My overall opinion of Philadelphia is a good one. Yes, the city has plenty of problems, like too much crime and a pitiful public school system. And yet it has so much going for it. Loads of history that we all know or should know about. Great parks big and small. Fabulous buildings from the late 1600s onward. More restaurants, music venues, theaters and such than anyone could wish for. I’m sounding like someone from Philadelphia’s official tourism bureau, but my feelings are legitimate. For physical beauty, culture and food, Philadelphia is world-class.

Which brings us to Friday, July 3. Sandy and I were itching to get out of the house. Not much that we knew about was going on in the burbs. Philadelphia it would be. Where in the city though? Sandy had noticed in the paper that July 3 was First Friday in Philadelphia’s Old City section. We hadn’t been to a First Friday in a year or two, and we decided to go.

Old City's Church Street is paved with grey bricks.
Old City’s Church Street is paved with grey bricks. They contrast nicely with plastic recycling bins.

Old City is a part of town that was full of homes, businesses and people in Colonial days. It still is, and many of those 1700s structures are with us today. The area is quaint and often lively, and plenty of streets retain their ancient paving bricks and stones. There are quite a few art galleries in Old City. In 1991, attempting to lure customers and imbue Old City with needed panache, some gallery owners began keeping their doors open in the evening on the first Friday of each month. They spread the word and a monthly mini-festival, a kind of happening, was born. All over the world, events similar to First Friday are taking place. They can be good.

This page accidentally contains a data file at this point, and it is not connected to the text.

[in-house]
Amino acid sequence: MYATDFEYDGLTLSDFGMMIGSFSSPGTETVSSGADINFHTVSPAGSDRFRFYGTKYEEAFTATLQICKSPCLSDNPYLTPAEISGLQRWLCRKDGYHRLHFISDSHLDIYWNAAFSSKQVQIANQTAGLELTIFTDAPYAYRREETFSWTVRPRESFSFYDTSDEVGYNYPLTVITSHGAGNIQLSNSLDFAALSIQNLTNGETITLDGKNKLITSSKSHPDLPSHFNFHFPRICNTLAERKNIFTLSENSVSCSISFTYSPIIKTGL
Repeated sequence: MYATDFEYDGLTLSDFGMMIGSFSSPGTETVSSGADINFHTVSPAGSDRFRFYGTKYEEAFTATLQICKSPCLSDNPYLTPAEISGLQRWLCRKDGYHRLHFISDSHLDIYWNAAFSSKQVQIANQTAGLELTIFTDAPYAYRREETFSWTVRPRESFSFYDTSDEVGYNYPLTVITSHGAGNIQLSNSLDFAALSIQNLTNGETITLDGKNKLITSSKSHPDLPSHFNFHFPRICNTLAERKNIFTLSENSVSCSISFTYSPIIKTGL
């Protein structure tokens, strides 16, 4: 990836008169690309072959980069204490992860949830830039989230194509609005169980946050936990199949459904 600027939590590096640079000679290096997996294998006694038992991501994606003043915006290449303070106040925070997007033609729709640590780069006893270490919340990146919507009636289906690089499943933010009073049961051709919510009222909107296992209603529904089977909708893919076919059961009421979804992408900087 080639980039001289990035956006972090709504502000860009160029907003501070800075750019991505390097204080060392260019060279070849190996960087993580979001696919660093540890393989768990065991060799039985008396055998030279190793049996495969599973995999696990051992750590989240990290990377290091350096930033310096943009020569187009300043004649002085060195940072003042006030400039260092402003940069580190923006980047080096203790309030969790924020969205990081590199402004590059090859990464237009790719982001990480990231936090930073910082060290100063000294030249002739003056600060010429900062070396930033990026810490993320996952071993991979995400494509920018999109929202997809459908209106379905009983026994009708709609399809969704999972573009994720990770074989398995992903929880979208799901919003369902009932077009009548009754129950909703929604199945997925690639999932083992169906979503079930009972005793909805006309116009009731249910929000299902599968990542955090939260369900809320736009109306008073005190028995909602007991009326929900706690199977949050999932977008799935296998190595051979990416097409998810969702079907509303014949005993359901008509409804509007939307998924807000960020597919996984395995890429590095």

You never know what you’ll come across on Old City First Fridays. Painters and crafts people and assorted vendors set up tables for their wares on the sidewalks and in alleyways, which are also where musicians set up their instruments and wail. And many art galleries, the original driving force, are open. Sandy and I strolled around Old City without a plan. Not having done advance research, we ended up missing a few blocks with galleries we’d have liked. Next time. Most of the action that we caught was on a two block stretch of 2nd Street between Market and Arch Streets, and on Arch between 2nd and 3rd. A small chunk of territory, actually, but enough.

Brass band wailing away in Old City.
Brass band wailing away in Old City.
The human caterpillar.
The human caterpillar.

 

 

 

 

 

 

 

Our eyes were open for human creations and human activities. Who wouldn’t have loved the brash New Orleans-style brass band occupying a niche where Cuthbert and 2nd Streets meet. Or the long-haired White dude who, catching some zzzs, was draped like a caterpillar over one of those large and ubiquitous green utility company sidewalk boxes. He was Mr. Flexibility personified.

Lady in blue with her colorful wares.
Lady in blue with her colorful wares.

Or the head-scarved lady in blue on 2nd Street whose tables and racks held as eye-popping a collection of pillows, fabric trivets, shoulder bags and cloth drapings as one would ever see in a 30 square foot parcel of sidewalk. Middle-Eastern and Asian patterns and color combinations burst from her goods, clashing outrageously, looking great together nonetheless. Henri Matisse, who threw wild design combos into so many paintings and never met a color he didn’t like, would have loved this lady’s display.